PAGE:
“I don’t look at it as a political race,” she said. “It should really be in what’s the best interest for the kids.”
Horovitz said she has fond memories of her childhood in Norwich, and playing varsity athletics while in High School.
“I loved Norwich,” she reported. “It was a great place to grow up.”
For her, maintaining the excellence in education for which Norwich is known, on a budget which does not overburden taxpayers, needs to of primary importance.
She admits that these are challenging times for the district, particularly with the current fiscal situation, but she says she is up for it.
“I’m always ready for a challenge,” Horovitz said.
The local business owner has served on the boards of the Chenango SPCA, Chenango County Child Care Council and Mt. Hope Cemetery. She volunteers for Gus Macker and Relay for Life, and is active with the Norwich Rotary. She describes herself as an avid bowler, golfer and reader of professional journals, and enjoys competing in agility events with her cocker spaniel, Max.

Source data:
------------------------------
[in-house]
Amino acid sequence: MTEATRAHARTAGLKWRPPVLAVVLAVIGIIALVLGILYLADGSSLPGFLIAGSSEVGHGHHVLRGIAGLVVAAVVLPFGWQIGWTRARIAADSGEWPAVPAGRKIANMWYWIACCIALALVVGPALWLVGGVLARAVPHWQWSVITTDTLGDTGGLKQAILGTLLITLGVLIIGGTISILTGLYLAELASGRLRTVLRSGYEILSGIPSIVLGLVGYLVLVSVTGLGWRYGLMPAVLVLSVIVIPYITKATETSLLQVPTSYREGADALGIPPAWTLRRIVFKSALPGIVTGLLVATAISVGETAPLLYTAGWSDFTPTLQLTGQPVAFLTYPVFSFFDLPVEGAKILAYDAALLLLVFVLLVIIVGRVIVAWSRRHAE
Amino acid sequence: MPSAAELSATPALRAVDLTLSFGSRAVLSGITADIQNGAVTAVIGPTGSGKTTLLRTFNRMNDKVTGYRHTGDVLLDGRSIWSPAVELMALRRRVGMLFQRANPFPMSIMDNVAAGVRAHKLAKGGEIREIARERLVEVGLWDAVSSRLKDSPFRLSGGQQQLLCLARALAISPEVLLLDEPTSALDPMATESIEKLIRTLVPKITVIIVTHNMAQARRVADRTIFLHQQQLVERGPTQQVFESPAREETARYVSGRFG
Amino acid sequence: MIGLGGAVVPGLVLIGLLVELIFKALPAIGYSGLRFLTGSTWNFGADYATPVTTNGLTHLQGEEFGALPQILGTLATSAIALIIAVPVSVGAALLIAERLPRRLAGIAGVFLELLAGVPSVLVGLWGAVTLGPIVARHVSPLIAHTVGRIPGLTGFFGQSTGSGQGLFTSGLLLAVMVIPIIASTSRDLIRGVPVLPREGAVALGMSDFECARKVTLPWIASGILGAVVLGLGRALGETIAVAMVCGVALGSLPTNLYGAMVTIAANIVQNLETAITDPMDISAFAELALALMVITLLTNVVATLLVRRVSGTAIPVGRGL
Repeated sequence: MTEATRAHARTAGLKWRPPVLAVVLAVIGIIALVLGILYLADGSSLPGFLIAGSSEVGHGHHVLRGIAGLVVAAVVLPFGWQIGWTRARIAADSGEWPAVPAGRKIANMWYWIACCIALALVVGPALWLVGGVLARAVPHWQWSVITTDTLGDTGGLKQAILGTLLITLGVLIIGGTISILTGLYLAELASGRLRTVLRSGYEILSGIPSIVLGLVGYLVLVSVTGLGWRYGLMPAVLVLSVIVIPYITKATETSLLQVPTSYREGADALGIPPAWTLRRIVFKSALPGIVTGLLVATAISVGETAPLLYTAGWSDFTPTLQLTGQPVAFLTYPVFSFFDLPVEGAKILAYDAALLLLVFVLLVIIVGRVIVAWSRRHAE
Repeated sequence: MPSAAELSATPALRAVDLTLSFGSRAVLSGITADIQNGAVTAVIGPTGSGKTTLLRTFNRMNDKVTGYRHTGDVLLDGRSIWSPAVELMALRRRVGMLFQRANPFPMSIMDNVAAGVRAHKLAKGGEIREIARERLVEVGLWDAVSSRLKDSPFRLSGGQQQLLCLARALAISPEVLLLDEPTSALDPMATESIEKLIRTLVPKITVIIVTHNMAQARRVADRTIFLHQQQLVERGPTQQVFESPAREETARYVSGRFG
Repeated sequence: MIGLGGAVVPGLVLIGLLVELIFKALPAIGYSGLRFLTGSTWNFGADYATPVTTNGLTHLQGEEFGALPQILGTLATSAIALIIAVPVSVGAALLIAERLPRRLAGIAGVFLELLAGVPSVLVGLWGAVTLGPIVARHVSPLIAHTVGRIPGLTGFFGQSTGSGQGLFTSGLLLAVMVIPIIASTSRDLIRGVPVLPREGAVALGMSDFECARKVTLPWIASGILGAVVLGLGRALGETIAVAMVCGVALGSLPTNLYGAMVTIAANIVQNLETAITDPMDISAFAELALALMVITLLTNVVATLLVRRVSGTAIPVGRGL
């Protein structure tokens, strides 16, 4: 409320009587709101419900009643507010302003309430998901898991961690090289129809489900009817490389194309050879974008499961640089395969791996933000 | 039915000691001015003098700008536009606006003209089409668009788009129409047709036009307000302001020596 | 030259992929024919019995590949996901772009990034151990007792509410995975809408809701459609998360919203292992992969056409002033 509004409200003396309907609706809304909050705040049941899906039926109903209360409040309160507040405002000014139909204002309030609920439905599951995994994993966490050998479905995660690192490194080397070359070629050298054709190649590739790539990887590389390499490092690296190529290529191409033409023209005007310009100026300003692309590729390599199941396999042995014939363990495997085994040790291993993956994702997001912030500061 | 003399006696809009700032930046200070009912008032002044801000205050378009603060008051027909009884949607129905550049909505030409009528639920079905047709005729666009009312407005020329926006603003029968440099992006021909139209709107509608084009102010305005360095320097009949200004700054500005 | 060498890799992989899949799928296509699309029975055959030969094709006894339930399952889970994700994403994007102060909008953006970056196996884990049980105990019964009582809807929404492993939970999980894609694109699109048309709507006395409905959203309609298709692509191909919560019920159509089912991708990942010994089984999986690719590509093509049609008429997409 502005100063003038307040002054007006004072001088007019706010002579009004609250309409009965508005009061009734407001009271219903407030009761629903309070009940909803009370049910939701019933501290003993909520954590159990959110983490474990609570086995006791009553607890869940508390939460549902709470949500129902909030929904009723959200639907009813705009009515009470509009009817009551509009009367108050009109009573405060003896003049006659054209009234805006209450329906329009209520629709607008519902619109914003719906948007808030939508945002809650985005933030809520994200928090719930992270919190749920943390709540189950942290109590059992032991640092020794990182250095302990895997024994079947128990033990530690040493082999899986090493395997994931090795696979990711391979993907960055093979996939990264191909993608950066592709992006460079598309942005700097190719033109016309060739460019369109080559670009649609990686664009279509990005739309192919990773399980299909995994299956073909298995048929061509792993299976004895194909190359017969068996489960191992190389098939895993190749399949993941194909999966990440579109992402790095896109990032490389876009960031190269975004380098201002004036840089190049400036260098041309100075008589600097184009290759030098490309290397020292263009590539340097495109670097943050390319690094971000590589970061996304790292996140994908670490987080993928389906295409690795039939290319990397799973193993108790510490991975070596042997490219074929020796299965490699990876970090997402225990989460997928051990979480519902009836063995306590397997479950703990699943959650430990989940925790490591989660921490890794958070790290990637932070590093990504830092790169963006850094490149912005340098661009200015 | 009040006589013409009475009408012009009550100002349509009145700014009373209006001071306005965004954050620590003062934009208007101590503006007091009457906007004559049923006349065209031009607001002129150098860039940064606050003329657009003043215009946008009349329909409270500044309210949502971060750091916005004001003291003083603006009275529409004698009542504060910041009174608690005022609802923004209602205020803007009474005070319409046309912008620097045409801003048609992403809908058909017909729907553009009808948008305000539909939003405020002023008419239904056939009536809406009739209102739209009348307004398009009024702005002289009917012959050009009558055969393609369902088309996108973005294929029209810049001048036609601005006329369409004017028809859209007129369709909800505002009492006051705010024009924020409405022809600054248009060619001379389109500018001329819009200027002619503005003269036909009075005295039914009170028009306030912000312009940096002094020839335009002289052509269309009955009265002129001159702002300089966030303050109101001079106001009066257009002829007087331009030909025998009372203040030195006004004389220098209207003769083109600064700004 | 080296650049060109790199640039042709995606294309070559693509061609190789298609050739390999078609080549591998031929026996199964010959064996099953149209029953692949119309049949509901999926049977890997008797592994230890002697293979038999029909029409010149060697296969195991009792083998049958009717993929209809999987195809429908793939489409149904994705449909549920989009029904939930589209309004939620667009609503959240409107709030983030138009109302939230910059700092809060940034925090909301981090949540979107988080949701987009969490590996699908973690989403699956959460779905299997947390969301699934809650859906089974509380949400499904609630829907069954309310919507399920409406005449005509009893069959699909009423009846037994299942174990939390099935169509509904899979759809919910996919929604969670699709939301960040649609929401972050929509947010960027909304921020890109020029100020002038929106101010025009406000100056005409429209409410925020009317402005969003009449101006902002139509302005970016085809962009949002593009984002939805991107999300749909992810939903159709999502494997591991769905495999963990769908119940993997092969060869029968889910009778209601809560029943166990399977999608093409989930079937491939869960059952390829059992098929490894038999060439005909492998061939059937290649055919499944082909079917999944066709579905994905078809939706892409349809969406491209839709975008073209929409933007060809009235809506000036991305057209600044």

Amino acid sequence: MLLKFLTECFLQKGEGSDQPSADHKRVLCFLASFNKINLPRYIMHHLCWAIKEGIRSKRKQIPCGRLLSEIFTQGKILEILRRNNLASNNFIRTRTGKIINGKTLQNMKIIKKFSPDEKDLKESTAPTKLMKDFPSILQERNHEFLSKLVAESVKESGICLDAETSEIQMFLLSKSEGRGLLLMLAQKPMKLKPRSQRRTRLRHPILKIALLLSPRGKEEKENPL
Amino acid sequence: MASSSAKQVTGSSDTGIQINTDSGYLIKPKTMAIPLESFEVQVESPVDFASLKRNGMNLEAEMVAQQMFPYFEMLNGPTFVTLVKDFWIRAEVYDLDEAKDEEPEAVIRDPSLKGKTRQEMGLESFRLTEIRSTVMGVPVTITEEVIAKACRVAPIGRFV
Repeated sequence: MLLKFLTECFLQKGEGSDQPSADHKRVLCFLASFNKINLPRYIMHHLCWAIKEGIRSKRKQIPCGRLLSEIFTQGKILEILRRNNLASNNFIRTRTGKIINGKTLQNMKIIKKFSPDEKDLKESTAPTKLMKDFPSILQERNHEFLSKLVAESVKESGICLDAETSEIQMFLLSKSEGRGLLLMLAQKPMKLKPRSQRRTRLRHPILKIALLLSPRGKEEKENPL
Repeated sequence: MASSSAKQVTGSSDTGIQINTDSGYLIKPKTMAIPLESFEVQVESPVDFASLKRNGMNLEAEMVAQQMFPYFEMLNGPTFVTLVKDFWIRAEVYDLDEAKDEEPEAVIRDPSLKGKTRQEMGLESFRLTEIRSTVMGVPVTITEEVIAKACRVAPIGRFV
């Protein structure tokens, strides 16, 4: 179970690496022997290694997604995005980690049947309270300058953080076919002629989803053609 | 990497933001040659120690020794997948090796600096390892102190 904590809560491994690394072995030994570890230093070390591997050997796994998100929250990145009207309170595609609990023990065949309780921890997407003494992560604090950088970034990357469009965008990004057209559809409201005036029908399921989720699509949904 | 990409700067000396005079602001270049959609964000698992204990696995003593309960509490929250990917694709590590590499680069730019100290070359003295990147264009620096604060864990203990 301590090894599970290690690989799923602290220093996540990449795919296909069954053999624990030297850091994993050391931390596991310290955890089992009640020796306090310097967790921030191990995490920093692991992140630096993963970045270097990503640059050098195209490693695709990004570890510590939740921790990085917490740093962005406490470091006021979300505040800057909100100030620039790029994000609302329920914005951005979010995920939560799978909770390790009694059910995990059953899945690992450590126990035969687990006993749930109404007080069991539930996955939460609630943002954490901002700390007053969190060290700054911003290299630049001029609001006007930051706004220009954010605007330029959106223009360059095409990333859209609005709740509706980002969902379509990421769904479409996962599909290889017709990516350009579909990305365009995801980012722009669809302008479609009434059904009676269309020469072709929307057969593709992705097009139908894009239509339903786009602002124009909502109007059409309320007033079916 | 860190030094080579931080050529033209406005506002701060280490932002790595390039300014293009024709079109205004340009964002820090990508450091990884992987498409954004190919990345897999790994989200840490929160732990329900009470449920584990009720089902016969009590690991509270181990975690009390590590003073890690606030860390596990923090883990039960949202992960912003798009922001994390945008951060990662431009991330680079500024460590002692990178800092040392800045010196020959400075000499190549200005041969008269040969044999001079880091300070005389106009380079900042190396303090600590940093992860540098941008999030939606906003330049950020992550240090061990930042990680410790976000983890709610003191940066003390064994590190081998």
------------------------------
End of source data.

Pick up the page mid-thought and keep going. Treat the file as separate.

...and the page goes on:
Tom Morrone’s resume is a short one. For more than 50 years, the Norwich native has had but one employer - Christman Motor Sales. He started at the local car dealership in 1958, cleaning and preparing cars for customer delivery. Today he is president of the business, which sits just blocks away from the house in which he was raised.
By far the lengthiest portion of the document is the veritable laundry list of community organizations Morrone has been involved with over the years. First and foremost is his role as chairman of the Chenango County Republican Committee, a position he has held since 1981. His 29 years as the party head has earned him the distinction of being the longest standing chairman in the state, he explained.